Wednesday, May 21, 2014

Many Heads Make it Better

Being a one person organization, I need the thoughts and feedback of outsiders.  That's why I have a group of people that meets monthly with me.  Most people would call them a board of advisers, but I have named them the Board of Action.

Let me tell you a very specific instance where they helped me to think bigger and broader.

One of my networking contacts, a grad of our course, suggested that we might become
a provider of Connect4 lunches, since the local chamber is no longer offering them.  I called the company to see if we could become one of their providers.  The answer was no, that they only market to chambers of commerce.


So I reported that information at the next BOA meeting.  Basically I just wanted them to know.  But here's where it gets great!  My members said, "Well, why can't we just do it ourselves?"  Yeah!  Great question.

As a result of having more than one brain helping in my company, we had our first Fantastic Four Power Hour lunch on Monday.  We have sixty registered participants, so I guess there was a demand.

How do you get help in your company?

Tuesday, May 13, 2014

Who Owns the Poster??

For years now, Dave Achen, Edward Jones Company, has been the "poster boy" for Connext Nation.  He took the  course years ago under duress, not happy about it at all. He had been in the business for decades, been to lots of training courses and didn't see how CN could possibly be of help.  Dave did a 180 and ever since has proclaimed and owned the poster boy status.

Dave, I'm sorry to say that someone may be moving you over!

And he is not even a CN grad.

You see, Joshua Klein, is a young man who wanted a job.


Josh has a speech pattern that makes it challenging for him to easily communicate, but with a degree  in accounting from Lourdes University, he would be behind the scenes in his work.

Josh pushed himself to attend networking groups and events and with one of his connections he landed a job.  He is doing great at the job because of his attention to detail.  He also volunteers with United Way during tax season.

But what has won him super poster boy status?  With almost a year of work experience behind him, he continues to email the people who he says helped him along the way to give them updates of where his journey has taken him.  I think in the year I have received two or three very nice email communications from him, letting me know what's going on and how his job is playing out.  When I read them, I feel like I'm talking to Josh.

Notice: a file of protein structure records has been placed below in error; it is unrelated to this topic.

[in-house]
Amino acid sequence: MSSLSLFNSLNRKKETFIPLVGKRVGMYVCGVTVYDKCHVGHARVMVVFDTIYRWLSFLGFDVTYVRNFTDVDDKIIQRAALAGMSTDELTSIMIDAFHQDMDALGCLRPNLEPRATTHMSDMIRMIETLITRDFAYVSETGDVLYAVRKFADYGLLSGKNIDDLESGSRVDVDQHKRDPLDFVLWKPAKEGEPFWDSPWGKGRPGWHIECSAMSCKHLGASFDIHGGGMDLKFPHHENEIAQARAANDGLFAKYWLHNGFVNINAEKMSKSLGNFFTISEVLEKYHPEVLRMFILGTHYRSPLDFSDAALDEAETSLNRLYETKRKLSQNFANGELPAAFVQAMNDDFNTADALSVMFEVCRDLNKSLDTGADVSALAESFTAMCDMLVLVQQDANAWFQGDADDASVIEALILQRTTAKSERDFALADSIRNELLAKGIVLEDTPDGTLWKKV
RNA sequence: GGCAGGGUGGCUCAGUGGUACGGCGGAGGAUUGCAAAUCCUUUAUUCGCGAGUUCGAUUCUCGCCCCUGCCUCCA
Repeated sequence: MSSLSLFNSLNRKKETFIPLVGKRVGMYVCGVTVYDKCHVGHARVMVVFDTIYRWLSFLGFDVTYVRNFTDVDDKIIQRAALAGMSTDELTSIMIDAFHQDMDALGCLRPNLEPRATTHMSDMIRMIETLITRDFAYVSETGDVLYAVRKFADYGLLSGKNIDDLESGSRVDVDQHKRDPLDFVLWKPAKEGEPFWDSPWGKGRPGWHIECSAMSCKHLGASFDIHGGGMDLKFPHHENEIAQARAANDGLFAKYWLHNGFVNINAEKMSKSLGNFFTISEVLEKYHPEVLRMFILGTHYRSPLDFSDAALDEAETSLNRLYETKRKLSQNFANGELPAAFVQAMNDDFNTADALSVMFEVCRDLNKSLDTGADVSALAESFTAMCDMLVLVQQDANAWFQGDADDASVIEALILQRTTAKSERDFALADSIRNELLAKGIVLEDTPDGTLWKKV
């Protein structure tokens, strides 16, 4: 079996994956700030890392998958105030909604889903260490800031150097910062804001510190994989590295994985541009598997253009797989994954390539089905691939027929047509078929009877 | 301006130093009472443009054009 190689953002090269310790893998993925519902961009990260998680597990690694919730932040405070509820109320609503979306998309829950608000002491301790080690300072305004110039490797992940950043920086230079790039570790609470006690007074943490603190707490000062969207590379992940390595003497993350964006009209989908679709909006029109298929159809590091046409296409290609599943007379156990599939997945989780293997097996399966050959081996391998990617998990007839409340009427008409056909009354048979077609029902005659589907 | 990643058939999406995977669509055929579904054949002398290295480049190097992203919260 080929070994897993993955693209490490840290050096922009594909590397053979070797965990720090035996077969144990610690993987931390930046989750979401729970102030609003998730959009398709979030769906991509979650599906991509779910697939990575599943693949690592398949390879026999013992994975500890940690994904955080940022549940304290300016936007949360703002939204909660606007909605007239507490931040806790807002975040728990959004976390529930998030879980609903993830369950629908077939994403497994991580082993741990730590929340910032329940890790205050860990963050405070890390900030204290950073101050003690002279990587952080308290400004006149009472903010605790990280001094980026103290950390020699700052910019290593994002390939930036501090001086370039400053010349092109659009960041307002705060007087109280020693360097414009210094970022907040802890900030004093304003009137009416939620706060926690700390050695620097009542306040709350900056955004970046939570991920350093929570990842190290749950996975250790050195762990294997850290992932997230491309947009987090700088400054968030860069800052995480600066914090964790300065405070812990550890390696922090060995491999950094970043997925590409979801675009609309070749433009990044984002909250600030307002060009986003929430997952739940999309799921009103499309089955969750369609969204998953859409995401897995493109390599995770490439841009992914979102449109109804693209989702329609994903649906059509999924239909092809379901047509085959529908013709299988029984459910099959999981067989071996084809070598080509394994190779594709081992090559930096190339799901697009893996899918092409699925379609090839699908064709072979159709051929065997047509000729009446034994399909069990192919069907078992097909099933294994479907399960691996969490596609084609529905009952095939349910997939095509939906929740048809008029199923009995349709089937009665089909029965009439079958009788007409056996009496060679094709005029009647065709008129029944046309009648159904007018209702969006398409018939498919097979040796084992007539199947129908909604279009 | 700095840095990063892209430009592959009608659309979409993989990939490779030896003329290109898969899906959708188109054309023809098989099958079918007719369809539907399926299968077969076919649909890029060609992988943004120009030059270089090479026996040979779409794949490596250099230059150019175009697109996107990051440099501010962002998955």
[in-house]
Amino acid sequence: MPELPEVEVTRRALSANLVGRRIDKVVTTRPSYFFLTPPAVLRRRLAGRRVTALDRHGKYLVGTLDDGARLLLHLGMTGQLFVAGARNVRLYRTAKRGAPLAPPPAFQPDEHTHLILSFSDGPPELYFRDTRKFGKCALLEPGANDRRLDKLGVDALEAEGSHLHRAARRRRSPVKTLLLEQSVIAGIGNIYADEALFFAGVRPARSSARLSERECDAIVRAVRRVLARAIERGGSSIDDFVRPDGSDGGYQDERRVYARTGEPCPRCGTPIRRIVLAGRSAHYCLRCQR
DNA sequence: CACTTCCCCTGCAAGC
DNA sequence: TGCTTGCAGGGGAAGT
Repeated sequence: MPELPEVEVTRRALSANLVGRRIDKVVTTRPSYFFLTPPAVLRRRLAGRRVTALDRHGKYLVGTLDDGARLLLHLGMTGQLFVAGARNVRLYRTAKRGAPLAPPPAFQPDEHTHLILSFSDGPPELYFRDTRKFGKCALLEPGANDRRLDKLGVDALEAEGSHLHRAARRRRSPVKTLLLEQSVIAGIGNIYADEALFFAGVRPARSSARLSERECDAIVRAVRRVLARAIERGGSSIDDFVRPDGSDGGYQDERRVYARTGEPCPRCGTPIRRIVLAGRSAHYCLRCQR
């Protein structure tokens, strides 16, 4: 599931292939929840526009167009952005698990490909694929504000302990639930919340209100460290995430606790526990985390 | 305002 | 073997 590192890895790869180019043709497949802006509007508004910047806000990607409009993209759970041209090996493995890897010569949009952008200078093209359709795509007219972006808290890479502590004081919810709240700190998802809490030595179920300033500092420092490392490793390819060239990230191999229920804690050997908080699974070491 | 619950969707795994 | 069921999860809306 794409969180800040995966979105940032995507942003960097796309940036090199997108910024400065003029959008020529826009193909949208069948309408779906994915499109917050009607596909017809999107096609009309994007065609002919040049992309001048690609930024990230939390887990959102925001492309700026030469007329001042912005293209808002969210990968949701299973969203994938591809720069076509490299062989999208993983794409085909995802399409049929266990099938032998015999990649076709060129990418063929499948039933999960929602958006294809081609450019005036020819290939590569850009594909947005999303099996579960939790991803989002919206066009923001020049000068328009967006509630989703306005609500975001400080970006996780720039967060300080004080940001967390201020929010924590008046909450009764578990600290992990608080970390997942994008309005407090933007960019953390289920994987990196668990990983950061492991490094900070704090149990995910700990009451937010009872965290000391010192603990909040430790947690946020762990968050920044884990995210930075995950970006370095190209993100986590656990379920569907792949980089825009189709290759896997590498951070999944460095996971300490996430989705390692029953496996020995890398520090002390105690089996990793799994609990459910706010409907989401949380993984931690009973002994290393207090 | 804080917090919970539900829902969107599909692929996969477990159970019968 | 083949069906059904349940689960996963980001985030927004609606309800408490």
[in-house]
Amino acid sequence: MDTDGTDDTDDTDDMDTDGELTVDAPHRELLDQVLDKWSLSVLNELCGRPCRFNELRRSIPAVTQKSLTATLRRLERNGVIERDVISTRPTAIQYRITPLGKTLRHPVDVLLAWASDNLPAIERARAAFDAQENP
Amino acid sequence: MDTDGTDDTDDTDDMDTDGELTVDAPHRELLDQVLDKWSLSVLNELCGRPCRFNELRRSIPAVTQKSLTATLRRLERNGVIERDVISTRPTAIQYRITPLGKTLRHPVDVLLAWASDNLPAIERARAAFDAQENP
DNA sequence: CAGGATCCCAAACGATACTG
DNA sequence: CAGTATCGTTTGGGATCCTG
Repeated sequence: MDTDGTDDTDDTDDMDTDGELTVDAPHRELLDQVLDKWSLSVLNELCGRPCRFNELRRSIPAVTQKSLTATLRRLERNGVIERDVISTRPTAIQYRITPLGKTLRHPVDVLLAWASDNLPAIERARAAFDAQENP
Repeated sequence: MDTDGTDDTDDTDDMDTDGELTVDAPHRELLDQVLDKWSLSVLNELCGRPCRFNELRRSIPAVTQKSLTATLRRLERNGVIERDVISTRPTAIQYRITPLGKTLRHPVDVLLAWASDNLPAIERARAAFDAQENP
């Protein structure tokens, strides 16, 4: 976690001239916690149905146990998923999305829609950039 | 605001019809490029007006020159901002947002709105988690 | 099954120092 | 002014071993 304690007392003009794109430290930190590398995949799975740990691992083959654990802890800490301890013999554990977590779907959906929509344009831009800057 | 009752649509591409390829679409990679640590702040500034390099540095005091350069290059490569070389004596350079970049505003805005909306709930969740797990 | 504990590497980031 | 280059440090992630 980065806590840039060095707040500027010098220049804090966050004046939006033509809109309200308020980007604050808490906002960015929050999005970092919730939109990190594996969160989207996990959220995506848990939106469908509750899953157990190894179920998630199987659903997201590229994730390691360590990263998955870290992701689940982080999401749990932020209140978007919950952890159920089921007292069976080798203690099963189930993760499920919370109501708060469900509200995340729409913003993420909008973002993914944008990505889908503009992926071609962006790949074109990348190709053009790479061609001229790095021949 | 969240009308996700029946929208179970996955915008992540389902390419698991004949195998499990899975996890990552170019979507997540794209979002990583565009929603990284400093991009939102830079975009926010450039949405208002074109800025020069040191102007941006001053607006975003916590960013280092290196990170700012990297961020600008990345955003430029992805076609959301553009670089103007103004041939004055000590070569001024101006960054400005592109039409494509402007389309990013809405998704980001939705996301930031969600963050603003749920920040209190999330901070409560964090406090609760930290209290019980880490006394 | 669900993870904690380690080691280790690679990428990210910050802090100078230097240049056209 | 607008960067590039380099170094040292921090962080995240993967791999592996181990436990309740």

Every time I get one of those notes, I think to myself, "When was the last time I updated everyone important in my life?

Josh Klein, Super Poster Boy!

Tuesday, May 06, 2014

Execution the Discipline of Getting Things Done

I am excited to bring you another wonderful book report from our guest reporter, Don Kardux, president of Business Navigators.

Twelve years ago Larry Bossidy and Ram Charam teamed up to create an approach to “Getting Things Done” in the world of Business.
This excellent book explains their approach and focuses on (in Part II) The Three Building Blocks of Execution and in Part II, The Three Core Processes of Execution.

They began, in part I, by establishing how important the discipline of execution is and how without execution “breakthrough thinking breaks down, learning adds no value, people don’t meet their stretch goals, and the revolution stops dead in its tracks.  What you get is change for the worse, because failure drains the energy from your organization. Repeated failure destroys it.”

They believe that the first building block is to clarify the leader’s seven Essential behaviors.

  • 1.     Know your people and your business
  • 2.     Insist on realism
  • 3.     Set clear goals and priorities
  • 4.     Follow through
  • 5.     Reward the doers
  • 6.     Expand people’s capabilities
  • 7.     Know yourself
All of these platitudes’ are of limited value unless clearly explained and they do in a very readable way.
The second building block is to Create the framework for Cultural Change.
The third building block summarizes the job you should never delegate ‘that is, having the Right People in the right place.
These are great ideas but without the “how” pretty worthless.
The ‘how’ begins in part III starting on page 141 and now the book reveals its extraordinary value.
There are three ‘Core Processes’
  • 1.     People
  • 2.     Strategy
  • 3.     Operations
In my view it doesn’t matter the size of your organization. What Larry and Ram have to say applies whether you have three people or three thousand.
It’s worth the read. 

For dinner it’s steak and mashed potatoes.